Carniola ( _sl. Kranjska; _de. Krain) is a traditional and historical region of
Slovenia. As part of Austria-Hungary, the region was a crown landofficially known as the Duchy of Carniola("Vojvodina Kranjska, Herzogtum Krain") until 1918. The region is subdivided into Upper Carniola, Lower Carniola(with White Carniola), and Inner Carniola.
After the fall of the
Roman Empire, Lombardssettled in Carniola, followed by Slavsaround the 6th century AD. As a part of the German Empire, the area was successively ruled by Bavarian, Frankish and local nobility, and eventually fell to the Austrian Habsburgs almost continuously from 1335 to 1918, but many Ottoman raids and rebellions by local residents against Habsburg rule occurred from the 15th to the 17th centuries. From about 900 AD until the 20th century, Carniola's ruling classes and urban areas spoke German while the peasantry often spoke Slovenian.
The capital of Carniola, originally situated at
Kranj(Krainburg), was briefly moved to Kamnik(Stein) and finally to the current capital of Slovenia, Ljubljana(Laibach).
Antiquity and Middle Ages
Before the coming of the Romans (c. 200 BC), the
Tauriscidwelt in the north of Carniola, the Pannoniansin the south-east, the Iapodesor Carni, a Celtic tribe, in the south-west.
Carniola formed part of the
Roman provinceof Pannonia; the northern part was joined to Noricum, the south-western and south-eastern parts and the city of Aemonato Venice and Istria. In the time of Augustus all the region from Aemonato the Kolpariver (Culpa) belonged to the province of Savia.
After the fall of the Western Roman Empire (476), Carniola was incorporated into the Kingdom of Italy, and (493) under Theodoric it formed part of the
Ostrogothic kingdom. Between the upper Savaand the Sočarivers lived the Carni, and towards the end of the sixth century Slavssettled the region called by Latin writers "Carnia", or "Carniola" meaning 'little Carnia', i.e. part of greater Carnia. Later on the name was changed to Slavic "Krajina, Kranjska" or, in German, "Chrainmark, Krain". The new inhabitants were subjected to the Avars, but threw off their yoke, and joined the great Slavic state of Samo.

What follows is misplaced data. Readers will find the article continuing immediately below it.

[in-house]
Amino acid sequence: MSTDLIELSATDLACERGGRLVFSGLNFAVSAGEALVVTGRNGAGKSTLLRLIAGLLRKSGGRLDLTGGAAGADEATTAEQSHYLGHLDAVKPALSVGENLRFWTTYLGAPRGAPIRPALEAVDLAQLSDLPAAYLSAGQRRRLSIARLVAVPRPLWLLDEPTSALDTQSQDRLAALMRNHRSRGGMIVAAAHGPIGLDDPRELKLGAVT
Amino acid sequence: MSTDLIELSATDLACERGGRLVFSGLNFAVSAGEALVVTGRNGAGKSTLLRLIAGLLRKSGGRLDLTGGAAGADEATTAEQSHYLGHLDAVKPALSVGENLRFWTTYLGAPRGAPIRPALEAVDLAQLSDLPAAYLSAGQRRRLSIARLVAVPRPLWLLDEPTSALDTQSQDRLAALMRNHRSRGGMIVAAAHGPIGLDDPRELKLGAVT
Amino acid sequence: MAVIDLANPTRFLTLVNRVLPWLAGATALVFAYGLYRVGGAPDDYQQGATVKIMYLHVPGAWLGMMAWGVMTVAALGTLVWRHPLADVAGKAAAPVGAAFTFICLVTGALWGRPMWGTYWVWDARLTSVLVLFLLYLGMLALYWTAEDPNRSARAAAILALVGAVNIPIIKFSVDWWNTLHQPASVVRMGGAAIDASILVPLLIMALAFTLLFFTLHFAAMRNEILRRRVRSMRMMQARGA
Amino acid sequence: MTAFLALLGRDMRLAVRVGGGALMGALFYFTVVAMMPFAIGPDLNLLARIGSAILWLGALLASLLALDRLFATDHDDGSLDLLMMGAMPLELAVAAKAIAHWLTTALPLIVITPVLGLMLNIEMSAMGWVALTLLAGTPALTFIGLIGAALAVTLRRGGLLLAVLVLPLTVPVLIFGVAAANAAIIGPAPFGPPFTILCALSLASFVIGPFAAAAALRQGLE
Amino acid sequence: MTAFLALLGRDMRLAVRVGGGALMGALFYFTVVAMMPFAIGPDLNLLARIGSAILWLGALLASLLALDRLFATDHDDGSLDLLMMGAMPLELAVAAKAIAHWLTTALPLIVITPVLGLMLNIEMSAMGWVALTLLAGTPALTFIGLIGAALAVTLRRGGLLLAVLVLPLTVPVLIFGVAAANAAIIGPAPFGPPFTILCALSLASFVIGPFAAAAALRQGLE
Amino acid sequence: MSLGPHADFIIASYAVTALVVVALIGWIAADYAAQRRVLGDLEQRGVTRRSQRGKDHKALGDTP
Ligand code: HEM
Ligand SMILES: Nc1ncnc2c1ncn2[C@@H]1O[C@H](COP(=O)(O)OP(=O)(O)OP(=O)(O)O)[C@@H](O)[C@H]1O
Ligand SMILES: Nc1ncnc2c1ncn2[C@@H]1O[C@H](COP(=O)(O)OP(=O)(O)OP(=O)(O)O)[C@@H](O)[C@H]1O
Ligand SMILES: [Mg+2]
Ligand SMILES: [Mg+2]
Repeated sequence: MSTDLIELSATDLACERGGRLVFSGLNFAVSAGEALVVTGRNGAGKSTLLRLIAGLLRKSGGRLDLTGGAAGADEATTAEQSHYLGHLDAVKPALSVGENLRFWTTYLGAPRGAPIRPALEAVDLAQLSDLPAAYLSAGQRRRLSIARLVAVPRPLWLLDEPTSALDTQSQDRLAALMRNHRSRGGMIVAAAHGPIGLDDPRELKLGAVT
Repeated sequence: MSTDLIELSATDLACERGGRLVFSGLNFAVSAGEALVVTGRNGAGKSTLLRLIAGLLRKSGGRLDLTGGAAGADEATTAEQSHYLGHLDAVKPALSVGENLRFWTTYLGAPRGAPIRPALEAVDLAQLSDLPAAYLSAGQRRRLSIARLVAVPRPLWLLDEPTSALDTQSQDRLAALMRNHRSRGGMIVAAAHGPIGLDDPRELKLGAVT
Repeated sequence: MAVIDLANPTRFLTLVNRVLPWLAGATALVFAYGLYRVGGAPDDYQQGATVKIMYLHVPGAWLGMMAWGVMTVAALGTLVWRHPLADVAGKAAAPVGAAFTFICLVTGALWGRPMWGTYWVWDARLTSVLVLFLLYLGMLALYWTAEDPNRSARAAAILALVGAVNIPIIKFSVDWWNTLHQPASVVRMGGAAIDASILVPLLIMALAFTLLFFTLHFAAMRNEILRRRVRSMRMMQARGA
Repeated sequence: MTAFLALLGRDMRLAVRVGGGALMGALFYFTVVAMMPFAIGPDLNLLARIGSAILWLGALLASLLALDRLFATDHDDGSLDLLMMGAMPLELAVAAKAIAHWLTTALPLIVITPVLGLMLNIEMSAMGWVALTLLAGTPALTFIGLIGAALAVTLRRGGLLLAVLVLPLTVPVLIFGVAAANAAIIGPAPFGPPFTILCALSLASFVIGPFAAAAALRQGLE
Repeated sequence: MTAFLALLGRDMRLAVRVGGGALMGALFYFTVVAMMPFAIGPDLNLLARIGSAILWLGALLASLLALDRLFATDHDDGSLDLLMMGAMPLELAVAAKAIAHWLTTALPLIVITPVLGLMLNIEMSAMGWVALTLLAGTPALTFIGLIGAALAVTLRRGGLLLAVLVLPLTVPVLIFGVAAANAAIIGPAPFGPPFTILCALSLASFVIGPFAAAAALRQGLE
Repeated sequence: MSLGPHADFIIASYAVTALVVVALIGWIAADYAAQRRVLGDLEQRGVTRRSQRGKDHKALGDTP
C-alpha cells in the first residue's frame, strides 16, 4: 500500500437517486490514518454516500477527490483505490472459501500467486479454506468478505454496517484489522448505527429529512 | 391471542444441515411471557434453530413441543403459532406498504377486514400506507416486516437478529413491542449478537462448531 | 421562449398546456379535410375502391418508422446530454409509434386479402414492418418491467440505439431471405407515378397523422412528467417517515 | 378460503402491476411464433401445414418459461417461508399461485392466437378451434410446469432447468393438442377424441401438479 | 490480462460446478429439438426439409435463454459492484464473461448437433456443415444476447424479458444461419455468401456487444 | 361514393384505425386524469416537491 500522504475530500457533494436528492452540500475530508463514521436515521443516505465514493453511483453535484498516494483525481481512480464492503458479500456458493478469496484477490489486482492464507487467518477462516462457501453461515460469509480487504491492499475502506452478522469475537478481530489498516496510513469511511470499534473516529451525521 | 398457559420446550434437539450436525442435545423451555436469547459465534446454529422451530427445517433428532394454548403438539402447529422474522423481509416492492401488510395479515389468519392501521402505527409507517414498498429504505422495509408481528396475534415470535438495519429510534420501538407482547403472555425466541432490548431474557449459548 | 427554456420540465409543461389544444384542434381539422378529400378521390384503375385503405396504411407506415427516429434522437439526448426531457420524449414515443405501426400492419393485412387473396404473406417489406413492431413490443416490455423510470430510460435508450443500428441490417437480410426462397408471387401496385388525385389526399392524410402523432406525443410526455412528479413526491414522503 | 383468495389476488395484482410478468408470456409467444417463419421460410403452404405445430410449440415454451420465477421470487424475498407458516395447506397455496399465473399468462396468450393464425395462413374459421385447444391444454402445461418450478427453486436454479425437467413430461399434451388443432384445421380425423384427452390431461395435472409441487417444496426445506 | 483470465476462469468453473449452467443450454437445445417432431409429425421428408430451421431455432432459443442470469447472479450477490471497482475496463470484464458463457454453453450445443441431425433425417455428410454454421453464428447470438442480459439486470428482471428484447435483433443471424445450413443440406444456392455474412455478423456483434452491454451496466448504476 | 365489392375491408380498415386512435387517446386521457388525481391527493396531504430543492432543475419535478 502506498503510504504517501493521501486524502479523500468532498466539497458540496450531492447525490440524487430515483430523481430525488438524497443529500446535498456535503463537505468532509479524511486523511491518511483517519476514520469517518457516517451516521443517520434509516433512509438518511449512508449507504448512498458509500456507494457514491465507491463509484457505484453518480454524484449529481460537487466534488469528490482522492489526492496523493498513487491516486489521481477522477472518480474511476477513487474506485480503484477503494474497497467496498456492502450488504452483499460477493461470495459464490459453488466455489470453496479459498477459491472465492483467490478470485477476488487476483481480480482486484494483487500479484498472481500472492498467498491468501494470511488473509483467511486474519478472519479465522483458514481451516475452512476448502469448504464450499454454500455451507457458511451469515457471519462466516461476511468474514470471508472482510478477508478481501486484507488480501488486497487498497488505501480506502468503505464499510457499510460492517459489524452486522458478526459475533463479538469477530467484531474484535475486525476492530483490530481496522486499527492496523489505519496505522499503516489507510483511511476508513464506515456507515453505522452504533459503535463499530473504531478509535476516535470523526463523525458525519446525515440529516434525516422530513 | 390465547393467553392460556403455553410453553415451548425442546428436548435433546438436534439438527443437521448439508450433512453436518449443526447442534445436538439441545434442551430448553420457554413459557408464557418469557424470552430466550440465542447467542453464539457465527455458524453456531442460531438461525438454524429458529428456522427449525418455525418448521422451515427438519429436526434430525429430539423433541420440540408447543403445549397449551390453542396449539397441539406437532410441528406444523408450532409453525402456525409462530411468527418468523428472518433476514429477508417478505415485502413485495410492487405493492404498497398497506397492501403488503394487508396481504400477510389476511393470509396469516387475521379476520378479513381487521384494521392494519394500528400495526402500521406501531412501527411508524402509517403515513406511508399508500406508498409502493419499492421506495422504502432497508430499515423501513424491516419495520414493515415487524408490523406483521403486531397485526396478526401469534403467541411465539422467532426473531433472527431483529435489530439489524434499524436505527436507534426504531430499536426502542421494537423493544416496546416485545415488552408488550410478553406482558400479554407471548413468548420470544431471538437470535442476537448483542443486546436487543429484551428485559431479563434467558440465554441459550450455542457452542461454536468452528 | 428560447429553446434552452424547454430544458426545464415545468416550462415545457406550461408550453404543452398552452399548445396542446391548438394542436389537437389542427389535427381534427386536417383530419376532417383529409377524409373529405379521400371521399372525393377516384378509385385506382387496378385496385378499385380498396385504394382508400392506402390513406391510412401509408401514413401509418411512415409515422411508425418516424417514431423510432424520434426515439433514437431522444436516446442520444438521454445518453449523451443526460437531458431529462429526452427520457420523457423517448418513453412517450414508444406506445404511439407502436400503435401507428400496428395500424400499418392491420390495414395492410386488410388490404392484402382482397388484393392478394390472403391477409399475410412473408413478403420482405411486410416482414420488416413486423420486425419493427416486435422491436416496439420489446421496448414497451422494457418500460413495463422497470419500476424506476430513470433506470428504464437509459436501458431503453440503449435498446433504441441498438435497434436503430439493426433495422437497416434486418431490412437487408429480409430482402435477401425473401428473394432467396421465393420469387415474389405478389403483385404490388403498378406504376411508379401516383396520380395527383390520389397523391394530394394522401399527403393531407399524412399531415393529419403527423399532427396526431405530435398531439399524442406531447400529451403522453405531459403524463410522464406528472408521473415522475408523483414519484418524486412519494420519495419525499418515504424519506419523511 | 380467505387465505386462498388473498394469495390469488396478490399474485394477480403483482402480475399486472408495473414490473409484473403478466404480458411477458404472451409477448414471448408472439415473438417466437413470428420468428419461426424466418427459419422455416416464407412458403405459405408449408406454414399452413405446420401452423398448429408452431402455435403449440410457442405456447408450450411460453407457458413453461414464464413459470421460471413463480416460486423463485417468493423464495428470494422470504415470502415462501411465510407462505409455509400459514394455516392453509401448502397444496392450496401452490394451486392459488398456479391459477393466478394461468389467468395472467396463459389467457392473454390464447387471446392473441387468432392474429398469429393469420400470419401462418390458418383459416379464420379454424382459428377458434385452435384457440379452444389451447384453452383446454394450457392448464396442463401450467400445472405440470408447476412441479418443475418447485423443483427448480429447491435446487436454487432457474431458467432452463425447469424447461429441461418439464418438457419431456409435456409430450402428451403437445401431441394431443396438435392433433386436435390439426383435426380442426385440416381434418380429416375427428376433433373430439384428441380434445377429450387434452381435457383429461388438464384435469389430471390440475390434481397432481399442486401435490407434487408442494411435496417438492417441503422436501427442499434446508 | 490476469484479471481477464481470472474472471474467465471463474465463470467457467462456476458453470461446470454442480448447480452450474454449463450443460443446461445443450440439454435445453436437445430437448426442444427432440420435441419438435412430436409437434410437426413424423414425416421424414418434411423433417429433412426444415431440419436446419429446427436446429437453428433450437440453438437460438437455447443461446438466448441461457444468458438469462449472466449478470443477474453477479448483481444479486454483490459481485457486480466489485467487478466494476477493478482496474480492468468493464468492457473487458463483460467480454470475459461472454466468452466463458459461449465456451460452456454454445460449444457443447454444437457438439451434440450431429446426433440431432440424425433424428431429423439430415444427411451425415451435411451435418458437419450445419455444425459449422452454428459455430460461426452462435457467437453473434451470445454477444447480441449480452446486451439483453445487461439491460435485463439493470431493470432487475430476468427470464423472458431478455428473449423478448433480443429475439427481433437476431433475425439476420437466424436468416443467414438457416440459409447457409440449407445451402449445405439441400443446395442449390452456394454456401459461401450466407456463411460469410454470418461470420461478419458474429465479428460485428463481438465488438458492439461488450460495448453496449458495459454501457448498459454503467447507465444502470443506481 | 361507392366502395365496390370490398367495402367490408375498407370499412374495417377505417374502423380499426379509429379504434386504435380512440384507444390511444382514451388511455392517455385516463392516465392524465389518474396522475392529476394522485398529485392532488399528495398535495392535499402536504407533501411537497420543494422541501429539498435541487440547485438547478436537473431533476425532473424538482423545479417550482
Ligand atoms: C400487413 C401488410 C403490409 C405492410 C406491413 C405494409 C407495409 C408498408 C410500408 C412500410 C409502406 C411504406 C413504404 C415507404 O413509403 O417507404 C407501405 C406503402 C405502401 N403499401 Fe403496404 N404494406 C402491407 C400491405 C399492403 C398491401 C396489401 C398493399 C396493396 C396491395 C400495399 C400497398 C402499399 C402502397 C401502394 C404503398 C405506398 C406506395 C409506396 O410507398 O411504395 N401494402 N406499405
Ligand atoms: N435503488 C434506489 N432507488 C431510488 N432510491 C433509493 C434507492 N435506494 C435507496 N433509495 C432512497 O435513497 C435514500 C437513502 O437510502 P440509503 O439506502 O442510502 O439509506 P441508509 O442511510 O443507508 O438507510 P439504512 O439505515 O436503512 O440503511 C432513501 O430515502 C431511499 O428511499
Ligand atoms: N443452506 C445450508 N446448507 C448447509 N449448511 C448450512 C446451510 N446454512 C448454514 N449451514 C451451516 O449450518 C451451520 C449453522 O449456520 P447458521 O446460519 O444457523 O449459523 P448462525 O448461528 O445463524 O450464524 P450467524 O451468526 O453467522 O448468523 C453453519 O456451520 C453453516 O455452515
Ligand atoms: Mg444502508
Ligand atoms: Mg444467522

March of Carniola
Carniola was governed by the Franks about the year 788. When
Charlemagneestablished the margraviate of Friuli, he added to it a part of Carniola. After the division of Friuli, it became an independent margraviate, having its own Slavic margrave residing at Kranj, subject to the governor of Bavaria at first, and after 976 to the Dukes of Carinthia. Henry IV gave it to the Patriarch of Aquileia(1071).
In the Middle Ages the Church held much property in Carniola, thus in Upper and Lower Carniola the
Bishop of Freisingbecame in 974 a feudal lord of the city of Škofja Loka, the Bishop of Brixenheld Bledand possessions in the valley of Bohinj, and the Bishop of Lavantgot Mokronog. Among secular potentates the Dukes of Merano, Gorizia, Babenberg, and Zilliheld possessions given to them in fief by the patriarchs of Aquileia. The dukes governed the province nearly half a century. Finally Carniola was given in fief with the consent of the patriarch to Frederick II of Austria, who obtained the title of duke in 1245. Frederick was succeeded by Ulrich III, Duke of Carinthia, who married Agnes of Andech a relative of the patriarch and endowed the churches and monasteries, established the government mint at the city of Kostanjevica, and finally (1268) willed to Ottokar II, King of Bohemia, all his possessions and the government of Carinthia and Carniola.
Duchy of Carniola
Ottokar was defeated by